Traditionally, wireless always makes sense when you have limited subscriber density or portability requirements. Where it usually fails is that it can't scale as quickly when bandwidth needs increase. As an old codger, I will also recall the discussions of MetroLink's Ricochet Wireless system here on /. 15-17 years ago-- same basic concepts, same challenges.

Wireless is always great for yesteday's use cases. Time to market from yesterday is what kills them, which airborne solutions can improve on if done right... but I won't hold my breath for low latency gigabit connections from a UAV.

Comment: Re:"Fear" (Score 1) 383

If you don't want to believe what someone is saying is the truth, you will not trust them. Your opinion is set from sources you do trust, which does not necessarily have your best interests at heart. Politics- next election; news- next ad; military- next budget; church- blind following; nobody is impartial.

What you can control is your own behaviors to ensure the people you trust have common goals that are important to you. A Talking Head can never be in that position. Seek out experts...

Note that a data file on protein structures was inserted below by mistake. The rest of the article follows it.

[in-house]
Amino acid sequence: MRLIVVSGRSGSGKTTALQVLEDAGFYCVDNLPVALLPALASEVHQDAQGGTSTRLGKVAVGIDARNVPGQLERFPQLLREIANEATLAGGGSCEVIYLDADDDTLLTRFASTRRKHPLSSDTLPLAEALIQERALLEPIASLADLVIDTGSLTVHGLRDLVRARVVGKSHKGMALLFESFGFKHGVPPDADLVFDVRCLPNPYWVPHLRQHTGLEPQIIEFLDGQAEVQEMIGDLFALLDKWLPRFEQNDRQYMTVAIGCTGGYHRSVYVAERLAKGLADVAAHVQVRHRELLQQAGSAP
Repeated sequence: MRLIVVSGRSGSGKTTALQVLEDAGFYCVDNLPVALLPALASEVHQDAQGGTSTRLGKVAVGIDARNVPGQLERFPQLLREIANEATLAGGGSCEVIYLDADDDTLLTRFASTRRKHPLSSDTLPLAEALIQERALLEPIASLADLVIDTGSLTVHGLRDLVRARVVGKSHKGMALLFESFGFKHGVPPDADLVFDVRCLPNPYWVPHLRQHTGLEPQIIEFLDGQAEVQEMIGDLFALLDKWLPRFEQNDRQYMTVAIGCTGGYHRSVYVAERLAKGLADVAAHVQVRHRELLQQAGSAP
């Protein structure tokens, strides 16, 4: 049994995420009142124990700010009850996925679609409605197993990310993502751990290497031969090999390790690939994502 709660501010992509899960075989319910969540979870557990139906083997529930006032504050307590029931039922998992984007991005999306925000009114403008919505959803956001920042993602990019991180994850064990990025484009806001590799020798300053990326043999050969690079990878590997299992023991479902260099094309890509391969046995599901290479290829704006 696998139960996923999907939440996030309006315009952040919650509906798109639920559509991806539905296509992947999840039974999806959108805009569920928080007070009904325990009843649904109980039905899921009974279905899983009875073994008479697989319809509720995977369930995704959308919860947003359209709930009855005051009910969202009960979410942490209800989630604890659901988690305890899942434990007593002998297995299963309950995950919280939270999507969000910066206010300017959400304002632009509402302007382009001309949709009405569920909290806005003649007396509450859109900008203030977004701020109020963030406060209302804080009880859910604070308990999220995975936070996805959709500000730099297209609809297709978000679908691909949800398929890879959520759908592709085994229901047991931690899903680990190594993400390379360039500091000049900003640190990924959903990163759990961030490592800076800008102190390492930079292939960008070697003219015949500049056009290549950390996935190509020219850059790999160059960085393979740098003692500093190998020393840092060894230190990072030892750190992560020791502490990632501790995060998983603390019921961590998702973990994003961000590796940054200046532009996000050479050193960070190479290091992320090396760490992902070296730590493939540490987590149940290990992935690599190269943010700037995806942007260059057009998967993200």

Comment: Re:Boston (Score 4, Insightful) 173

Verizon isn't seeing the return on capital for FIOS; that is well known. They think they can increase subscriber rates in areas they have covered and recover the capital that way.

What they completely miss is the fact that the use-cases that will drive more valuable service plans only exist when ~gigabit networks are available everywhere.

The problem I see with either approach is that business internet costs aren't going down fast enough to push that evolution. You get better speeds for less in a co-lo, but that doesn't help enough if you use a single office location.

Comment: Depends on if you want to get calls... (Score 4, Informative) 105

by aaarrrgggh (#48184741) Attached to: Ask Slashdot: LTE Hotspot As Sole Cellular Connection?

If you don't need to receive calls, you can control use pretty well and maybe make it work for slightly less money.

Speaking from personal experience while traveling though, it is really a pain, especially for a prolonged period of time. If you have a specific need to use multiple devices for non overlapping functions (laptop, phone, tablet) where the functions really can't be done on a single device then the MiFi is cheaper than getting three SIMs. The only time I broke down and went this route in the last 10 years was in Sydney, where the hotel charged around $25 for wifi, and I only had one Australian SIM card that would work.